Earn 1.0 AIA LU/HSW | Tuesday, March 21, 2017 | 2–3pm EDT
The design intention of Dublin Methodist Hospital was to create a civic landmark for the community that would welcome patients and families and be a resource for all of their health needs. The glass atrium is a beacon that is warm and inviting, and identifies where people need to go when arriving at the hospital. Photo credit: Brad Feinknopf 2007.
Dublin Methodist Hospital was designed to “change the way health care is delivered in central Ohio.” It was also considered the most evidence-based designed hospital in the United States at the time it opened in 2008. Seven years later, many of the goals were achieved, and Dublin Methodist has become one of the most successful hospitals of its kind in central Ohio and beyond. However, there were several unexpected consequences that remind us “culture eats design for lunch.” Come see and hear some of the design innovations that worked, and some that didn’t.
After participating in this webinar attendees will:
- The hospital defined its desired culture at the beginning of the design process. Learn about the challenges of achieving this, and the impact on operations and design when the culture changes.
- Designed with acuity adaptable patient rooms throughout, learn what the challenges were of this model of care and what it has evolved into.
- All of the inpatient rooms were designed same handed, with patient bathrooms located on the headwall, in an effort to reduce falls. Hear about DMH’s falls statistics, and what they attribute them to.
- Designed for the latest technology available at the time, learn what has worked, what has become obsolete and what is replacing it.
John Kreidich, AIA, CHC, LEED AP BD+C
Specializing in healthcare building for twenty‐seven of thirty–eight years planning, designing, constructing, and operating hospital, research and university facilities, John Kreidich is the go-to resource for all hospital–related safety, infection control, sustainable building, and medical equipment procurement matters at McCarthy's Central Healthcare Unit–joining McCarthy in 2000 to run its Compass continuous work program operations. Kreidich was previously Vice President, System, Facilities Planning and Construction for the Penn State Geisinger Health System 1997–2000, following four years as Assistant Vice President for Facilities Management at the Penn State University, Milton S. Hershey Medical Center.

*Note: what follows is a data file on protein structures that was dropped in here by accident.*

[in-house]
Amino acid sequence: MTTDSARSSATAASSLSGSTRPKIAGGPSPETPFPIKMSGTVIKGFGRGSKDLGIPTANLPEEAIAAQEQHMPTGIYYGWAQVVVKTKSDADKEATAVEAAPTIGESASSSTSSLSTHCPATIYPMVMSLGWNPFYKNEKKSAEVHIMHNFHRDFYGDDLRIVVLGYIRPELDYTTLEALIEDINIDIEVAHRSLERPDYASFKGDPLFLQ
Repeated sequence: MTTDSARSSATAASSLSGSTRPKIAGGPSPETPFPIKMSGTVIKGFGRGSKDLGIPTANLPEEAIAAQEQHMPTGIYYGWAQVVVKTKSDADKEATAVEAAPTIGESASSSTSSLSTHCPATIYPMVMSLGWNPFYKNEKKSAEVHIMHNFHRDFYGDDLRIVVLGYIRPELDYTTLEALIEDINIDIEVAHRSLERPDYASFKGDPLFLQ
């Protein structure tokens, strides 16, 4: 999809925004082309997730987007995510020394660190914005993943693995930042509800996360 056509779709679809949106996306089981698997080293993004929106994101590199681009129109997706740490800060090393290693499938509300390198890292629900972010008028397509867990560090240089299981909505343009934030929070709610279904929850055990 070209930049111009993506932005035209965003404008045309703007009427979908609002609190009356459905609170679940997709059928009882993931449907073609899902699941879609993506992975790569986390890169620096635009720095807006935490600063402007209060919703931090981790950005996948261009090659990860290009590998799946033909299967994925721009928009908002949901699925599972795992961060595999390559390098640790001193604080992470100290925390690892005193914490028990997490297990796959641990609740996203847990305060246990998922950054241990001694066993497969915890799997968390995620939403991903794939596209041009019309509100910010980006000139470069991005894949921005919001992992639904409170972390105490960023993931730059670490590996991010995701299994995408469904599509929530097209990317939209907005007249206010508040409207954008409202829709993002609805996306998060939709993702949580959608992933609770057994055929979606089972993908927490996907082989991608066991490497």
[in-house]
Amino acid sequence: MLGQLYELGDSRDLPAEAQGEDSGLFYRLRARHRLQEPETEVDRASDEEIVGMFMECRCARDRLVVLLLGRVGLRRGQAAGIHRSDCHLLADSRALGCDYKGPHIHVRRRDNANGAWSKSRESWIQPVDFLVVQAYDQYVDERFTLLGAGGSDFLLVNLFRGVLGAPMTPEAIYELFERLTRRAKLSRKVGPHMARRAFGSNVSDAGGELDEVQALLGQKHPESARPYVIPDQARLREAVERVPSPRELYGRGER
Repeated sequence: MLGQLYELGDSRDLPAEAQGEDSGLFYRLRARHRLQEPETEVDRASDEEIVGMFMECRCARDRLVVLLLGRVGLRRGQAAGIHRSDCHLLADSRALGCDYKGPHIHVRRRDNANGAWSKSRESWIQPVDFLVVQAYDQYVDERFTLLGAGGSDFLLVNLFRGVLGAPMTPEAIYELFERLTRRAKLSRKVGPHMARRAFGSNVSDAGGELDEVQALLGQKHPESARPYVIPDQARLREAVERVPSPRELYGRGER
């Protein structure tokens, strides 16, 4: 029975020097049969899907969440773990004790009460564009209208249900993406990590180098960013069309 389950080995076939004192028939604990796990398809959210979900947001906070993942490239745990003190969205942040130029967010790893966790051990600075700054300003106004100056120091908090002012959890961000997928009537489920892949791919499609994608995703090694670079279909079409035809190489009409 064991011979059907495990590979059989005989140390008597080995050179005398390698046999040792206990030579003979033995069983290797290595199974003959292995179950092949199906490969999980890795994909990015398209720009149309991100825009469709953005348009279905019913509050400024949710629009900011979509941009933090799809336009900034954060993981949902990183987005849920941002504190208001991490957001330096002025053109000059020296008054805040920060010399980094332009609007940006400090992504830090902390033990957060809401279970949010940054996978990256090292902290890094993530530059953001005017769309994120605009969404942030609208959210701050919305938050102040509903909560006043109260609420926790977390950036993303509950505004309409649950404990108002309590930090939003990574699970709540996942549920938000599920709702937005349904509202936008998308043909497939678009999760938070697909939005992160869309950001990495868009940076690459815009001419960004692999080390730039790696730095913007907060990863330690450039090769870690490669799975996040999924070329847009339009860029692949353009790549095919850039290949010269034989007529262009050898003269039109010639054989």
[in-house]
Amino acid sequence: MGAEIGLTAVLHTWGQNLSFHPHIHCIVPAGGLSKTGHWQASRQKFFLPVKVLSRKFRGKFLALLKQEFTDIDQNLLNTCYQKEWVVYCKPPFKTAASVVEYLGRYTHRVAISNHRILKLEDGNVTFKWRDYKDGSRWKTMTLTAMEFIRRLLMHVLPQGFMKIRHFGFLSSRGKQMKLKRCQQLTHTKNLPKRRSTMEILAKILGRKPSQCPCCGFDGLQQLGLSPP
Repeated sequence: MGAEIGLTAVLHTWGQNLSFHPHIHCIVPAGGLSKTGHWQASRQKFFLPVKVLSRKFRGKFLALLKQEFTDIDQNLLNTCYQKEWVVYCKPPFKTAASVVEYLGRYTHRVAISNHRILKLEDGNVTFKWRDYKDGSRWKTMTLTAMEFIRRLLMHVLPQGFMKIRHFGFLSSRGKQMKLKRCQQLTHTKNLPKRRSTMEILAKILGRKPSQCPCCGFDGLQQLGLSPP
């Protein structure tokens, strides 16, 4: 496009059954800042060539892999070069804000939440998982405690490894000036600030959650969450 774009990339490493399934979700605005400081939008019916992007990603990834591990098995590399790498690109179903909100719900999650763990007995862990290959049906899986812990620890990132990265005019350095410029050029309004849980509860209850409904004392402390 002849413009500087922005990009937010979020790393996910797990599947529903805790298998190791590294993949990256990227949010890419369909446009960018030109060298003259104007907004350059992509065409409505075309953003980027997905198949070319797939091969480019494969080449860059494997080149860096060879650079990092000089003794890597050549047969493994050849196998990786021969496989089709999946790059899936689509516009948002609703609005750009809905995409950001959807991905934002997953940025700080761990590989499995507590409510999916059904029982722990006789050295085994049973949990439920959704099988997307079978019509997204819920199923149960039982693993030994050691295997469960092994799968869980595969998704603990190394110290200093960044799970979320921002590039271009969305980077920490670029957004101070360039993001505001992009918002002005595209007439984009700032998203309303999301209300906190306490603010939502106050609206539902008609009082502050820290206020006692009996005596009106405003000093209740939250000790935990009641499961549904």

Greg Mare, AIA, EDAC
As leader of AECOM’s healthcare practice for the Americas, Greg Mare has four decades of experience as an innovator and expert in healthcare planning and design. He is an industry leader in patient experience development, evidence-based design process and health/wellness environments. He is also a well-known and highly respected public speaker on healthcare design issues including patient quality/safety, operational efficiency, standardization/flexibility and pediatric environments. Greg is a member of the Center for Health Design’s EDAC Advisory Council and has been named to Healthcare Design Magazine’s ‘Twenty Who Are Making a Difference’, published in December 2008.
GoToWebinar Platform Troubleshooting
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View the Presentation Files
When available, you can download a copy of the presentation and the Q&A here. A PDF of the presentation will be posted prior to the live webinar, and the Q&A will be posted after the webinar. Continuing Education Hours are only offered during the live event.
Report AIA Continuing Education
Continuing Education hours are only offered during the live event, and only to AIA members. A link to a survey will be provided both at the end of the webinar and in a follow-up email sent one hour after the end of the webinar. This survey must be completed in order to receive credit. AIA members will have their credit recorded within two weeks.
PLEASE NOTE: Each AIA member or IDP record holder needs to fill out their own survey individually. The survey will close 48 hours after the conclusion of the presentation.
Please send your questions, comments and feedback to: email@example.com.